Media reports about the Counter-Terrorism Bill 2008, currently being debated in the House of Lords, seem to be focussed exclusively on the 42 days internment without charge issue, which may or may not be dropped by the obstinate, unelected, Labour Prime Minister Gordon Brown.
The Labour Home Office Minister, former naval Admiral, and military intelligence chief, Lord West of Spithead, attempted to defend the indefensible:
Lord West of Spithead (Labour)
We have to be careful that we do not move towards a Big Brother-type society. I know that the Committee is conscious of that; I certainly am when I am sitting at my desk in the Home Office looking at these issues.
The Orwellian doublethink of this Labour Government, and of their security bureaucrats, apparatchiki and political commissars is always evident when they shy away from the accusation of creating a Big Brother surveillance society, whilst simultaneously plunging ahead with creating exactly the omnipresent surveillance and snooping infrastructure which forms the foundation of such a society.
According to the novel, doublethink is:
The power of holding two contradictory beliefs in one's mind simultaneously, and accepting both of them....To tell deliberate lies while genuinely believing in them, to forget any fact that has become inconvenient, and then, when it becomes necessary again, to draw it back from oblivion for just so long as it is needed, to deny the existence of objective reality and all the while to take account of the reality which one denies -- all this is indispensably necessary.
Lord West then went on to use a weasel worded bait and switch justification, that the proposed Clause 19 Disclosure and the intelligence services powers, regarding DNA samples and analyses and databases, used for Counter Terrorism, which are currently not "on a firm legal footing" i.e. are actually illegal, should be made legal, to allow DNA checks and sharing with foreign intelligence agencies DNA samples e.g. those found at "terrorist training camps".
The "bait and switch" is that this Counter-terrorism Bill grants powers under Clause 18 Material not subject to existing statutory restrictions which are not strictly limited to terrorism investigations, but are generally applicable all crime, no matter how petty.
18 Material not subject to existing statutory restrictions
2 (b) for purposes related to the prevention or detection of crime, the
investigation of an offence or the conduct of a prosecution, or
Lord West went on to say:
Lord West of Spithead (Labour):
The provisions on the retention and use of fingerprints and samples have three objectives: first, putting a counterterrorism DNA database on a firmer legal footing; secondly, allowing such samples taken under the Police and Criminal Evidence Act and the Police and Criminal Evidence (Northern Ireland) Order to be used for national security; and, thirdly, making it easier to allow fingerprints or samples taken under the Terrorism Act to be placed on the National DNA Database.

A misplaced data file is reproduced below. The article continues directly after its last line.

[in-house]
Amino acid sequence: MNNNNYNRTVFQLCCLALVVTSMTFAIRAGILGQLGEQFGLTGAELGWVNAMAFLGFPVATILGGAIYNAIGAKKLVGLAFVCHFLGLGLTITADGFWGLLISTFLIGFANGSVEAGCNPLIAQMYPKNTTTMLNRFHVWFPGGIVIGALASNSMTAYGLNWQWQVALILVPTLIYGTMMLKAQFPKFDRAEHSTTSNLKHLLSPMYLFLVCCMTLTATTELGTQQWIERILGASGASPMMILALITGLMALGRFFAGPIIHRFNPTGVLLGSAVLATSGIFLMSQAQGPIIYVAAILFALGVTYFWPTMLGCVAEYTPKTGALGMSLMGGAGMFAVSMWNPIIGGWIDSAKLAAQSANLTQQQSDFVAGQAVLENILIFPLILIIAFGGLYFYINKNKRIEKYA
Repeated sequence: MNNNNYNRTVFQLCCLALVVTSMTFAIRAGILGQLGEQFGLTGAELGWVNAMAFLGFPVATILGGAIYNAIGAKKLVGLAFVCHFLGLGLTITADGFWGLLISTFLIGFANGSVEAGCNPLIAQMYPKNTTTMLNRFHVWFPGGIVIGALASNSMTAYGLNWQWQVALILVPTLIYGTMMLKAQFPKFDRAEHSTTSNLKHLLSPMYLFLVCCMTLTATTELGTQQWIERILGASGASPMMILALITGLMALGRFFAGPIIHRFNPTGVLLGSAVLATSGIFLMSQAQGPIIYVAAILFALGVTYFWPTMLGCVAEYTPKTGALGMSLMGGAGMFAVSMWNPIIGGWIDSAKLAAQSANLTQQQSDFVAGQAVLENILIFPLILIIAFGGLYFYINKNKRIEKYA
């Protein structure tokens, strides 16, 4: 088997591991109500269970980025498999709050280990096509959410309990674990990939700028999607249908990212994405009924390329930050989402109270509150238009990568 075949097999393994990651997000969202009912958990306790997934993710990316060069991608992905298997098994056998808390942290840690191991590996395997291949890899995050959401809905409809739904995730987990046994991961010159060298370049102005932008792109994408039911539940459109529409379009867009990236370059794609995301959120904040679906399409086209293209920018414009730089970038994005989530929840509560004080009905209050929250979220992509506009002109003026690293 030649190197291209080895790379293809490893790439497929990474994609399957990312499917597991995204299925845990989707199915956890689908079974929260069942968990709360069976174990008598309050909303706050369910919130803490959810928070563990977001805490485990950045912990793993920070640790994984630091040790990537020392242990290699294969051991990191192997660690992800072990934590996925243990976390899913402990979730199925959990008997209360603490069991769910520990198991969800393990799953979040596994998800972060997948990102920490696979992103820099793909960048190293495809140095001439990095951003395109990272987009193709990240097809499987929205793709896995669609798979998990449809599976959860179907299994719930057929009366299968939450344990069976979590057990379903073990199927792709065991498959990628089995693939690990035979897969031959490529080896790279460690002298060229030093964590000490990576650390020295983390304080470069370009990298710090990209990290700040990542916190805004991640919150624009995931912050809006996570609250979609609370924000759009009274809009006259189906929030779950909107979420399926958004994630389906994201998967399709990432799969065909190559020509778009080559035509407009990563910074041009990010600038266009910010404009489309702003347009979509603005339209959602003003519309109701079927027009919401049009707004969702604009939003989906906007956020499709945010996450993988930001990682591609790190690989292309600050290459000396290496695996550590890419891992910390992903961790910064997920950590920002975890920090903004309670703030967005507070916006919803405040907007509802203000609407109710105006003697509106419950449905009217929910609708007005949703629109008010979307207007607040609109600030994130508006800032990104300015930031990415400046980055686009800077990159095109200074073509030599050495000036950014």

Clause 18 puts DNA and fingerprint material that is not currently subject to statutory restrictions on a statutory footing permitting law enforcement use for certain purposes. This material includes samples obtained covertly under Part III of the Police Act 1997 and Part II of the Regulation of Investigatory Powers Act 2000. For example, under the Police Act, a warrant may give the police the power to enter someone's home and take away some property in order to obtain a sample. RIPA authorises both covert surveillance and the use of covert human intelligence sources. Unlike the Police Act it does not allow the interference with property.
However, during the course of surveillance, a DNA sample may be lawfully obtained from property without the type of warrant in the Police Act. A good example of this might be where a person under surveillance discards a cigarette or a drinks container. The discarded cigarette or drinks container can be collected covertly and a sample taken. Or, should a covert human intelligence source be used, the person under surveillance could visit the source's house and the sample could be taken from a tea-cup. It also includes material supplied by another law enforcement authority which, by virtue of Clause 18(5), includes both domestic and foreign law enforcement authorities--for example, the French police.
That is an extremely dangerous power, to covertly enter premises and steal a DNA sample, without the person's consent or knowledge, and then to analyse it , again without consent. This must only ever be done under the most exceptional circumstances, under the strictest, independent safeguards, and with provisions for correcting the inevitable mistakes., none of which exist in this Bill.
Taking DNA samples, without them being cross-contaminated is tricky enough for trained Scene of Crimes specialists, with sterile equipment and protective clothing etc.
Any DNA samples obtained covertly by Covert Human Intelligence Sources (CHIS) i.e. informers or undercover agents, or through sanctioned burglary, without these precautions, must be scientifically suspect.
Taking, say, a DNA sampling swab from a surface, or collecting some hairs with follicles from a bathroom or hair brush etc, must eventually lead to DNA samples of entirely innocent people being taken and analysed, as well as those of an alleged terrorist suspect.